Utah, which has allowed 80-mph travel on some stretches of interstate highway since 2008, has been studying the effects of the increase for several years and has found that its drivers are involved in fewer accidents and are more likely to comply with posted speed limits than they were prior to the limit hikes.
According to Missoulian.com, studies conducted in 2012 showed 11-20% decreases in speed-related crashes along sampled sections of Interstate 15 in Utah. A 2009 study found that the number of drivers exceeding the posted limit decreased by 20% when the limit was raised. 36% of Interstates in Utah currently are currently 80 mph.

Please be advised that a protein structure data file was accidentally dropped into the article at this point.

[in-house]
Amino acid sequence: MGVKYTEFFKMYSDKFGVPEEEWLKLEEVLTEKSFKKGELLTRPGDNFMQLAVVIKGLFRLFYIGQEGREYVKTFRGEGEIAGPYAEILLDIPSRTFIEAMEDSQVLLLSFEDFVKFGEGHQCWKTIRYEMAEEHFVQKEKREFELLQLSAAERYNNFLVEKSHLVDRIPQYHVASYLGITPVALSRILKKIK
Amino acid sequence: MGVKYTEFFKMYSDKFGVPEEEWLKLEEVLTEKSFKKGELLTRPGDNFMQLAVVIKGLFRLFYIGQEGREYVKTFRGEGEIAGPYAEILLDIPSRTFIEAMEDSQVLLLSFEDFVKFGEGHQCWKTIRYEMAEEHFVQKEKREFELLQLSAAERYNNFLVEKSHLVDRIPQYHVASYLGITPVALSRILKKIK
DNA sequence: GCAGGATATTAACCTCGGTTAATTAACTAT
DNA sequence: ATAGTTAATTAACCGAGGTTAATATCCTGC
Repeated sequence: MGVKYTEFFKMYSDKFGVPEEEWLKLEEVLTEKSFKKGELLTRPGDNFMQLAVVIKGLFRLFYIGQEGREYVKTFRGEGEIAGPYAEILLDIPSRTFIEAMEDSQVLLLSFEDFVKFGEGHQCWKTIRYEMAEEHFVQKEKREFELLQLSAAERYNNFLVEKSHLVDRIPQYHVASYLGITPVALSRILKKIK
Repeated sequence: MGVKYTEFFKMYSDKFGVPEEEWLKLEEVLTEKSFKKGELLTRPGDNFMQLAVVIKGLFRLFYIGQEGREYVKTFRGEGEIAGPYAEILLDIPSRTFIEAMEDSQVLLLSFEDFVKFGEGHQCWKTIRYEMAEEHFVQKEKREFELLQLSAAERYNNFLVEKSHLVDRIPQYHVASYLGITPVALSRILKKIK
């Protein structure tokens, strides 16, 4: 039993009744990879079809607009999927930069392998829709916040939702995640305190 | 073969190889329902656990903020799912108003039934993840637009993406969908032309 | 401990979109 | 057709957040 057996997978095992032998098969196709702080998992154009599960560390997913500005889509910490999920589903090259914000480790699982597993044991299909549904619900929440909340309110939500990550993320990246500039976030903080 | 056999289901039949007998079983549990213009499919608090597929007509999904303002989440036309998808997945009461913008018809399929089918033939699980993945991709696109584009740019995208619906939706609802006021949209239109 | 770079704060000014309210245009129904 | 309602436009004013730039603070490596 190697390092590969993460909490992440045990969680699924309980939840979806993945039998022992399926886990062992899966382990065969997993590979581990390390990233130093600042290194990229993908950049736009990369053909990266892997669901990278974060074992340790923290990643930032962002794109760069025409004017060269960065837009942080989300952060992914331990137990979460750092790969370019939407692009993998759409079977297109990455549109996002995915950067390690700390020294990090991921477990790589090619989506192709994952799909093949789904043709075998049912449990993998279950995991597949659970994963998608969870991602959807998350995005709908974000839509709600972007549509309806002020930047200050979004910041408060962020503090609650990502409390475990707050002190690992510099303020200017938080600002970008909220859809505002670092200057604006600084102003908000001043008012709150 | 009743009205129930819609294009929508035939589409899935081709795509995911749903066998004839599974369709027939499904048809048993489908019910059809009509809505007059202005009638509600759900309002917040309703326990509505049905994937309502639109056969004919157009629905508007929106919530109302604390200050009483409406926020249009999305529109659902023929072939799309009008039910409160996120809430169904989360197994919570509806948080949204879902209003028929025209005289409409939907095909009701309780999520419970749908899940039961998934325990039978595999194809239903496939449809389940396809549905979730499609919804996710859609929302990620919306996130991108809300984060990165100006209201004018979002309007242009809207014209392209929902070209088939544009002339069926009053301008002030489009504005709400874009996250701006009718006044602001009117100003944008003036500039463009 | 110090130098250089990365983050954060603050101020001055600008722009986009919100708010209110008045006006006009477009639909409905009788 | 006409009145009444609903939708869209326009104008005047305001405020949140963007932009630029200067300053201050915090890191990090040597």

Wyoming and Idaho recently joined Utah in raising speed limits on some rural interstates to 80 mph. As the limits were raised earlier this year, neither state has sufficient data to make any conclusions about possible safety impacts, however Boise Weekly reports that the Idaho State Police have handed out more citations during the period from July (when the limit was raised) to November of this year than they did in 2013.
Lawmakers in Montana are looking to join their neighbors in raising limits, and bills expected to be introduced by state legislators next year could make that a reality.